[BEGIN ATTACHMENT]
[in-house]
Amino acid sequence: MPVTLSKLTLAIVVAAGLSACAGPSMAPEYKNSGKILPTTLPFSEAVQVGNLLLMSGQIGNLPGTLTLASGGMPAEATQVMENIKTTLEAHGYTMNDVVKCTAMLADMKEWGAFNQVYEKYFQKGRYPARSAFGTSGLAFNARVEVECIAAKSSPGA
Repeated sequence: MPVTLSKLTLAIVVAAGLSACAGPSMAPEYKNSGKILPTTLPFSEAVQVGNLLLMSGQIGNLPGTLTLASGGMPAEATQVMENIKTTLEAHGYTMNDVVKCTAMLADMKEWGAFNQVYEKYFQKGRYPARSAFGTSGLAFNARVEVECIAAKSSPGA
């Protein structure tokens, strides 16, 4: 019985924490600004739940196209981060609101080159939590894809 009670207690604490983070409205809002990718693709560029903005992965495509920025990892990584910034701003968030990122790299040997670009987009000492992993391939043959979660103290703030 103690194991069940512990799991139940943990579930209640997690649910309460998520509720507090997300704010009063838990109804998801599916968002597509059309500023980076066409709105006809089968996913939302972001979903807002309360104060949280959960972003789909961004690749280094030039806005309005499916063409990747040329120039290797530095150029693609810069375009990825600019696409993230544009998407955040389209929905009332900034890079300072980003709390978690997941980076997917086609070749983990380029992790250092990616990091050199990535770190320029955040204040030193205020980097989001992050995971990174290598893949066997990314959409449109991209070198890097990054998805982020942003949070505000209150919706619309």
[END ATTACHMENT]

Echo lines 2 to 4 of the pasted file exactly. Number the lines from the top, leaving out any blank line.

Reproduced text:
Amino acid sequence: MPVTLSKLTLAIVVAAGLSACAGPSMAPEYKNSGKILPTTLPFSEAVQVGNLLLMSGQIGNLPGTLTLASGGMPAEATQVMENIKTTLEAHGYTMNDVVKCTAMLADMKEWGAFNQVYEKYFQKGRYPARSAFGTSGLAFNARVEVECIAAKSSPGA
Repeated sequence: MPVTLSKLTLAIVVAAGLSACAGPSMAPEYKNSGKILPTTLPFSEAVQVGNLLLMSGQIGNLPGTLTLASGGMPAEATQVMENIKTTLEAHGYTMNDVVKCTAMLADMKEWGAFNQVYEKYFQKGRYPARSAFGTSGLAFNARVEVECIAAKSSPGA
């Protein structure tokens, strides 16, 4: 019985924490600004739940196209981060609101080159939590894809 009670207690604490983070409205809002990718693709560029903005992965495509920025990892990584910034701003968030990122790299040997670009987009000492992993391939043959979660103290703030 103690194991069940512990799991139940943990579930209640997690649910309460998520509720507090997300704010009063838990109804998801599916968002597509059309500023980076066409709105006809089968996913939302972001979903807002309360104060949280959960972003789909961004690749280094030039806005309005499916063409990747040329120039290797530095150029693609810069375009990825600019696409993230544009998407955040389209929905009332900034890079300072980003709390978690997941980076997917086609070749983990380029992790250092990616990091050199990535770190320029955040204040030193205020980097989001992050995971990174290598893949066997990314959409449109991209070198890097990054998805982020942003949070505000209150919706619309």